When I was in elementary school it seemed that at the beginning of every school year my teachers asked the class to write a brief essay about our summer vacations. Such a project meant taking stock of the vacation time and I always had mixed feelings about summer vacation. Most summers I read all the back issues of the National Geographic magazine or memorized the times tables or read literary classics. This was balanced by time spent playing or reading the Hardy boys novels or comic books or riding my bicycle. I always felt that I had to balance playful activities with some sort of mentally challenging activity.
This summer vacation I tried to maintain that balance between leisure and challenging activities yet again. I read books about Unitarian Universalist responses to the atomic bomb, theological diversity, burnout in congregations, and a few children’s stories for the Sunday message. This was balanced by trips to Washington, D.C. and Lambertville, New Jersey. My fiancée and I hosted a surprise party in honor of her sister receiving an Emmy nomination. For recreation I also read books about Franklin D. Roosevelt, the Spanish Civil War and science fiction short stories. That was my summer vacation.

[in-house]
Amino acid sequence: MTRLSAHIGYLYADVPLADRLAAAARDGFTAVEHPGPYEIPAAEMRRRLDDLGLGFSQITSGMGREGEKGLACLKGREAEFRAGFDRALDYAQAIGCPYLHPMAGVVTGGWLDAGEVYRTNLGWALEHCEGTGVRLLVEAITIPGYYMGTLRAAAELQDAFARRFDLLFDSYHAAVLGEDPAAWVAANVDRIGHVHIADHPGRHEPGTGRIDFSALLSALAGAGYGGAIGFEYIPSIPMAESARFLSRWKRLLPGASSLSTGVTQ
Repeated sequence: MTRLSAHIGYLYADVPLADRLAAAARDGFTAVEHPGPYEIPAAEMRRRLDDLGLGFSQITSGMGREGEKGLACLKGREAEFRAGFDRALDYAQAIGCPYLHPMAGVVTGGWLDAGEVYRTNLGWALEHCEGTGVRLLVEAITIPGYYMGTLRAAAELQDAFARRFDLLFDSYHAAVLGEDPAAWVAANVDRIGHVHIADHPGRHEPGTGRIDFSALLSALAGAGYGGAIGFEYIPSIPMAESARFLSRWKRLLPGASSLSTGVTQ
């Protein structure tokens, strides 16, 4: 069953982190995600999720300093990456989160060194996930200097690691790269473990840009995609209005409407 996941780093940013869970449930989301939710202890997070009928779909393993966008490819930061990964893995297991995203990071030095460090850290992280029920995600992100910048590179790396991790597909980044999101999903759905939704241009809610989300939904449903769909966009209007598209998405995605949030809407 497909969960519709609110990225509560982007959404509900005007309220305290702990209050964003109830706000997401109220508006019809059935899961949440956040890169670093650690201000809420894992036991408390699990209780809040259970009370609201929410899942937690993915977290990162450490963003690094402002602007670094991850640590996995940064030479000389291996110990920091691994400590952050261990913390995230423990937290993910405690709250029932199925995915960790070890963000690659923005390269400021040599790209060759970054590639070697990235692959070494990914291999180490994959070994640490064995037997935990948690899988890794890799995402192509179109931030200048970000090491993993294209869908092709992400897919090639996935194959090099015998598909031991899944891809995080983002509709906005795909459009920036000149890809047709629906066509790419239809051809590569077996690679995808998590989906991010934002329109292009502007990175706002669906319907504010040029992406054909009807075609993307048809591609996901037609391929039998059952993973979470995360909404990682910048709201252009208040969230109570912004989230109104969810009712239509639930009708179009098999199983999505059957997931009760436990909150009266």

As I reflect on the broader theme of summer vacation though I am grateful for the generations of women and men who labored to give us this time to for recreation and renewal. Our free time came through their hard work. This Labor Day let us enjoy the end of the summer vacation season and be thankful that as we begin the church year we are given free time to learn, to adventure, to relate to one another, just to be. For though work we must, there is also in us the spiritual need to play.
See you in church,